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China and the EU plan for a Paris climate deal without Trump

China and the EU plan for a Paris climate deal without Trump

Donald Trump is expected to make good on one of his most controversial campaign promises this week: pulling the U.S. out of the historic 2015 Paris Accord on climate change, according to numerous reports published Wednesday.

Trump’s decision would deepen the growing rift between the U.S. and its closest international allies, as well as put the U.S. in rare company with Syria and Nicaragua as the world’s only nonparticipants in the landmark deal, though Nicaragua didn’t sign because it felt the goals were too limited. The country is on course to have 90 percent renewables by 2020.

The deal, ratified last year and signed by 194 countries, is designed to keep global temperatures to a 2C (3.6F) increase above pre-industrial benchmarks, a threshold scientists warn if passed will accelerate catastrophic changes to the world’s ecosystems.

By leaving Paris, the U.S. propels China and the European Union to the forefront of the global effort to combat climate change.

During the signing of the Paris Accord, it was then-U.S. President Barack Obama and Chinese President Xi Jinping who emerged as the most vocal leaders, often highlighting key aspects of the accord and making joint commitments to combat climate change.

“I suspect we won’t see an unravelling and domino effect of other countries following suit. I think it will probably just remain the U.S.”

With the U.S. out, China, along with the EU, becomes the de facto leader on global climate policy. Officials from China and the EU are preparing a Friday “joint declaration reaffirming their commitment to climate and energy policy and the implementation of the Paris agreement,” Reuters reported.

According to documents seen by the Financial Times, Beijing and Brussels will outline measures to accelerate what they describe as the “irreversible” shift away from fossil fuels and the “historic achievement” of the Paris Accord. The document goes on to say the two sides are “determined to forge ahead” with measures to “lead the energy transition” toward a global low-emissions economy.

News of the imminent withdrawal was met with derision by EU lawmakers in Brussels. “It is a decision that does not meet with the approval of the greatest majority of this house for which I speak,” said European Parliament President Antonio Tajani.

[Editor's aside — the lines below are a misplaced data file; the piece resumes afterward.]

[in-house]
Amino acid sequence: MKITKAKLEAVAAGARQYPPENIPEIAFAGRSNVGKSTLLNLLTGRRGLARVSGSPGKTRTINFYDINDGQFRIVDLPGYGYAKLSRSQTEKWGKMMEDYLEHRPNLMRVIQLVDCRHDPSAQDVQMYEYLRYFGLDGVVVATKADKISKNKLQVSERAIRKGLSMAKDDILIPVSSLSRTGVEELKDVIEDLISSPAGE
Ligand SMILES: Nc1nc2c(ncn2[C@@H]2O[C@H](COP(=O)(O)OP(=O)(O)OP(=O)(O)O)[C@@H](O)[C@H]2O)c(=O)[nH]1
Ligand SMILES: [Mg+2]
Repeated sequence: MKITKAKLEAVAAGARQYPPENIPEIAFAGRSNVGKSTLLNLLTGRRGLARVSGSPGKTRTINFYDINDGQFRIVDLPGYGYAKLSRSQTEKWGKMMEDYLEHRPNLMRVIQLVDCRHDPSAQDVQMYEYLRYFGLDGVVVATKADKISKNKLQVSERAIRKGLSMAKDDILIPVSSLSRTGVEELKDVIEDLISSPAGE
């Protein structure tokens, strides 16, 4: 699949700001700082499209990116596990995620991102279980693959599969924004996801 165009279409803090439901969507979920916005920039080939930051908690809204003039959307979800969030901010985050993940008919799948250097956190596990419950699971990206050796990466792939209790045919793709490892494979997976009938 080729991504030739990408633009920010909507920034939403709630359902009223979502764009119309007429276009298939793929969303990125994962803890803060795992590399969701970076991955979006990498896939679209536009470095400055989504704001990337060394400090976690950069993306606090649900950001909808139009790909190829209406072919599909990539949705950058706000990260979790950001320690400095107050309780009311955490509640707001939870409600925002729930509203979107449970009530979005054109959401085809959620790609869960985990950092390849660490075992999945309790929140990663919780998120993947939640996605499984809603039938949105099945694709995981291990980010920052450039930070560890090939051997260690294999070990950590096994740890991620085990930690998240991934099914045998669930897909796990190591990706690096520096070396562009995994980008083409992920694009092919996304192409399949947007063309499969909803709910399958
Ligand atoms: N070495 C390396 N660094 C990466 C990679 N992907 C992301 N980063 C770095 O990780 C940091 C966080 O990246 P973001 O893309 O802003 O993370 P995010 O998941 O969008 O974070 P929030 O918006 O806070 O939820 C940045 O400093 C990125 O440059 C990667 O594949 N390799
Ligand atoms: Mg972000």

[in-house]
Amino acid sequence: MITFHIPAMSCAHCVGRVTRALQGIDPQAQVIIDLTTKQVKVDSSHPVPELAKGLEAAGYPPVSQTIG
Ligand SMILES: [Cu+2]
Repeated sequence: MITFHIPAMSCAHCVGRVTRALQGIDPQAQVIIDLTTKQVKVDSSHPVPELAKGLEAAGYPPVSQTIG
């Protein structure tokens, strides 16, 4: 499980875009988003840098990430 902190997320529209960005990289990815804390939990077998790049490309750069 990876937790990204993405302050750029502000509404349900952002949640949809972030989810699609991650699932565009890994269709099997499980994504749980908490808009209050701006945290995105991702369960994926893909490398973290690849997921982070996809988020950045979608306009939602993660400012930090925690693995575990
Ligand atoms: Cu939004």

In Spain, Indian Prime Minister Narendra Modi and his Spanish counterpart, Mariano Rajoy, issued a joint statement that said taking action on climate change was a priority for both nations.

Earlier this week during a trip to Germany, Modi announced new cooperation between the two countries on climate change while confirming India would not pull out of the accord, even if the U.S. did.

On Tuesday in New York, U.N. Secretary General António Guterres warned that withdrawing from the climate change agreement would have negative economic and security implications for the U.S. Guterres added that “if you leave a void to others to occupy, you might be creating a problem to your own internal security.”

On Wednesday Chinese Prime Minister Li Keqiang landed in Berlin for talks with Chancellor Angela Merkel, in yet the latest signal of the strengthening ties between the two countries. Last week German Foreign Minister Sigmar Gabriel traveled to Beijing, where the two countries signed a joint commitment promoting free trade.

The growing friendship stands in stark contrast with U.S. relations with Berlin and the EU at large, which are in turmoil following Trump’s first meeting of G-7 leaders when Merkel noted, “we in Europe have to take our fate into our own hands.”

Some have expressed fear that a U.S. withdrawal could lead to a mass exodus of other participants, but Rob Bailey, research director of the energy, environment and resources department at Chatham House, said that was unlikely.

“Governments perceive there to be downside risks in terms of soft power and international standing in failing to live up to the commitment they have made,” Bailey said. “I suspect we won’t see an unraveling and domino effect of other countries following suit. I think it will probably just remain the U.S.”

While President Trump appears on the verge of reneging U.S. commitments completely, countries like China and India, who along with the U.S. are among the biggest polluters on the planet, are sprinting ahead to meet their goals. According to research released last week at a United Nations climate meeting in Germany, China and India will easily exceed targets they set for themselves in the 2015 Paris Accord.

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